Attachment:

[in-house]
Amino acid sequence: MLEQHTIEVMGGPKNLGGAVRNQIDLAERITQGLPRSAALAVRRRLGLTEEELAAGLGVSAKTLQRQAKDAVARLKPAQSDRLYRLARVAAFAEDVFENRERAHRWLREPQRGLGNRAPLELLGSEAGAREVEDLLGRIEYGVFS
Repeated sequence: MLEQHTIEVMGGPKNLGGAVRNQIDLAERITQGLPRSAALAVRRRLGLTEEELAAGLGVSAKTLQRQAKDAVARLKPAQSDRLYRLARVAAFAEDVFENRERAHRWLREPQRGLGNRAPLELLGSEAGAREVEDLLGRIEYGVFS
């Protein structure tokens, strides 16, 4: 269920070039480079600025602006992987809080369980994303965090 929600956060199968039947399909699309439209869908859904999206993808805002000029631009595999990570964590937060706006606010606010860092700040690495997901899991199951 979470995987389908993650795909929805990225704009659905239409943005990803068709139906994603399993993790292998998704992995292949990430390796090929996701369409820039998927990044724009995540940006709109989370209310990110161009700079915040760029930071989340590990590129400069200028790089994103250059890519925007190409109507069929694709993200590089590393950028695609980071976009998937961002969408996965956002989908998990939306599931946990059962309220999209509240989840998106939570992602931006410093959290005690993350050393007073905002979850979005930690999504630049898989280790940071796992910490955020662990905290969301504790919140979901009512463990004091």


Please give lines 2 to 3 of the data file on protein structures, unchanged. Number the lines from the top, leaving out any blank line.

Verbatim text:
Amino acid sequence: MLEQHTIEVMGGPKNLGGAVRNQIDLAERITQGLPRSAALAVRRRLGLTEEELAAGLGVSAKTLQRQAKDAVARLKPAQSDRLYRLARVAAFAEDVFENRERAHRWLREPQRGLGNRAPLELLGSEAGAREVEDLLGRIEYGVFS
Repeated sequence: MLEQHTIEVMGGPKNLGGAVRNQIDLAERITQGLPRSAALAVRRRLGLTEEELAAGLGVSAKTLQRQAKDAVARLKPAQSDRLYRLARVAAFAEDVFENRERAHRWLREPQRGLGNRAPLELLGSEAGAREVEDLLGRIEYGVFS